Q: How does acceleration, travel speed, and torsion requirements all impact the material selection and/or development of new compounds for cables?
A: Cables in highly dynamic applications must withstand acceleration forces up to 50 m/s² and rapid, unforgiving decelerations (the whiplash effect). It seems counter-intuitive but utilizing materials with a certain amount of stiffness is crucial to longevity. If you compare standard tray cable with class 6 stranding to a drag chain-rated cable of the same construction, you should notice the “high performance” cable will seem to have more of a rigid feel even though they both utilize pressure extruded jackets. Choosing the wrong material could increase overall weight per foot and shorten the lifespan of both the cable and the cable management system (drag chain/dress pack).
Q: What is the number one design flaw you see in the field with drag chain applications?
A: Many engineers are somewhat designed into a corner. The drag chain is not a high priority component in the design process. But at some point, the cables and hoses need to get from the panel to the X axis over to the Y axis and then on to the Z axis, in the case of a gantry robot. What design engineers are left with may be a physical envelope that does not allow for the proper geometries needed to manage the fill package correctly. Machine repairs and upgrades can be a source of this issue as well. There have been instances where an electrical contractor has fished a PVC-jacketed Ethernet cable through the drag chain on top of a TPE-jacketed servo cable, while completely ignoring the safety factor needed for free movement because “there was room.” Whether the fill package was originally designed with too much content or it happens over numerous machine repairs or upgrades, a drag chain stuffed full to the brim will have a decreased lifespan and much more downtime.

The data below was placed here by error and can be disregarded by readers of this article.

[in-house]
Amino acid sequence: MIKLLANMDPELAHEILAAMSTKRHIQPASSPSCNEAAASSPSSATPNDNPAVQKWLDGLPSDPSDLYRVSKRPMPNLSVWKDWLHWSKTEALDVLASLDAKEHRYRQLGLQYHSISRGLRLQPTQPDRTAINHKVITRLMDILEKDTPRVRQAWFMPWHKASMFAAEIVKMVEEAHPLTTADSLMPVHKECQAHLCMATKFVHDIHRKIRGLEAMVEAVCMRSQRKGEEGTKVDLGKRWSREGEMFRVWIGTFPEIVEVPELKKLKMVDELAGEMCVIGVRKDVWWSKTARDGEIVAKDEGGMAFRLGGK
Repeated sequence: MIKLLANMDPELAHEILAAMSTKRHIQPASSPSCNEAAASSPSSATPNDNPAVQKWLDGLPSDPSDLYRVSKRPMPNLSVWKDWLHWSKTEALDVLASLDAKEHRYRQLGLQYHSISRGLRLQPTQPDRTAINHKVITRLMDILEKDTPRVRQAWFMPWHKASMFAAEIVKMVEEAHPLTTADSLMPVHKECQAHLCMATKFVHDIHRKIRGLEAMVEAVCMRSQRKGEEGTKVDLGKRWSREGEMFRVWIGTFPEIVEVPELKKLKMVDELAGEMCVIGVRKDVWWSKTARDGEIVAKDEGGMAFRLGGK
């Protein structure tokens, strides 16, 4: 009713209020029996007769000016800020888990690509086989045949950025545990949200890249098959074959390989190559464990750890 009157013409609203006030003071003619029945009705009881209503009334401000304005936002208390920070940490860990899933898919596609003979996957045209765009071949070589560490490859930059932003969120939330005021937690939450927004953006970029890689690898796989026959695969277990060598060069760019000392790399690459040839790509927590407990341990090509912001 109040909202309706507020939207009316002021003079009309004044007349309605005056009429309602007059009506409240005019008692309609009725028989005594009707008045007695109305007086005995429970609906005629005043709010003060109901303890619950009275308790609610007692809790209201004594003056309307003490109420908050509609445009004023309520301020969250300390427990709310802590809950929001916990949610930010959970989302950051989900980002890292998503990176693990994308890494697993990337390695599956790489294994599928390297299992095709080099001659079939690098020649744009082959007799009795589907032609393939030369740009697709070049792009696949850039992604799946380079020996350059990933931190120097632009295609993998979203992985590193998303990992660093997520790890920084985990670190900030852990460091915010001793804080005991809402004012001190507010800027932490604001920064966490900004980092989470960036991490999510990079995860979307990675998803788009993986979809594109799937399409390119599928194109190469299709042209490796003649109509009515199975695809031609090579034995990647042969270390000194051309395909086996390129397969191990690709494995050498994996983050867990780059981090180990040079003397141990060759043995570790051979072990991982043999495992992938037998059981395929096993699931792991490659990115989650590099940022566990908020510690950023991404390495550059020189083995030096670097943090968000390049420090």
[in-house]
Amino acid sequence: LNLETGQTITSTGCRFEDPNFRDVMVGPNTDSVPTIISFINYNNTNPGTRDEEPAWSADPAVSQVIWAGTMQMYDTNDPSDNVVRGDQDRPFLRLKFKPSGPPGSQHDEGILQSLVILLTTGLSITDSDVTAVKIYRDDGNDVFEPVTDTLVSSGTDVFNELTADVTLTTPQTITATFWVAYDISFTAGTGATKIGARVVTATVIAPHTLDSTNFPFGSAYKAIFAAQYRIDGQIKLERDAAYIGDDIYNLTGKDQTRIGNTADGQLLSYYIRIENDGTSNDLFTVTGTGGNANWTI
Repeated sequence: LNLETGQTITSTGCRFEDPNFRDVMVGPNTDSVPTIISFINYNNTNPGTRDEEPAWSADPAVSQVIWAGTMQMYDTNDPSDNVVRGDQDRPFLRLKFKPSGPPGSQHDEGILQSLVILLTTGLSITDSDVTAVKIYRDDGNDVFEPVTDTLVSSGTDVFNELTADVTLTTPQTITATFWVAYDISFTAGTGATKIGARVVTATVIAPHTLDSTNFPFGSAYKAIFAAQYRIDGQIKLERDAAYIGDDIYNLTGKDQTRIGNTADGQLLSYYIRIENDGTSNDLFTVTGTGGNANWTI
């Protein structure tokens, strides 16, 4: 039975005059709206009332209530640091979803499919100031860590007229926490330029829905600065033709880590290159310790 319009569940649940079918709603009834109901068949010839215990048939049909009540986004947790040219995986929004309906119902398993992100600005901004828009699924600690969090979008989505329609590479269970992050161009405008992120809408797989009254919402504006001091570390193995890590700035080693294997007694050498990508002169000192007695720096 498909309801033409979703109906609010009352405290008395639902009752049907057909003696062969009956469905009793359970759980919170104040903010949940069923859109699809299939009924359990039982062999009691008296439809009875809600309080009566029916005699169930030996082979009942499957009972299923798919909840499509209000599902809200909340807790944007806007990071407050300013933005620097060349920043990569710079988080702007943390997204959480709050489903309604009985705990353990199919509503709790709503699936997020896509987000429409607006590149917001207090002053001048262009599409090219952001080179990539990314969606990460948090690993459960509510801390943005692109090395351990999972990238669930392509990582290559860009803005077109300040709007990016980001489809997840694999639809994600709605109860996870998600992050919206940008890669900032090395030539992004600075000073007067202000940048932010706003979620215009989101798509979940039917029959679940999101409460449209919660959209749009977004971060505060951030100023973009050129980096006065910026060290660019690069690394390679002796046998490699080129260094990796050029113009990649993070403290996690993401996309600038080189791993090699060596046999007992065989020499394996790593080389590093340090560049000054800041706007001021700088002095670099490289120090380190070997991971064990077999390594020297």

Q: What other systemic design flaws do you encounter in the field?
A: There are several but I’ll only go over a few I see the most in my travels. Uneven weight distribution is the most often design flaw next to an overfill situation. Over time this may lead to the drag chain leaning to one side. This will cause undue stress on the individual links of the drag chain, thus reducing the lifespan of the drag chain itself, especially in a long travel, gliding application. Next on my list is the lack of internal separation. This can cause a myriad of issues. The rule of thumb for separation is to create a cavity with 10% safety factor for cables and 20% safety factor for hoses. This means if a cable has an O.D. of 20 mm, the inside dimensions of the cavity it travels in should be 22 mm x 22 mm. Adding internal dividers and separators does increase the initial cost of a drag chain, but over the lifespan it will reduce total cost of ownership and downtime. Another systemic design flaw that causes a good share of downtime and failure is the physical placement of each component. Going back to the example in the previous question, PVC and TPE jackets have different levels of abrasion resistance (a.k.a. friction coefficients). Placing dissimilar jacket types next to each other without the proper separation as mentioned before, can cause the cables to possibly bind and wear prematurely. Finally, the last design flaw is one that is a pet peeve of mine. It’s typically found in older drag chains in an MRO situation… zip ties… everywhere. The only “strain relief” needed is at each end of the drag chain.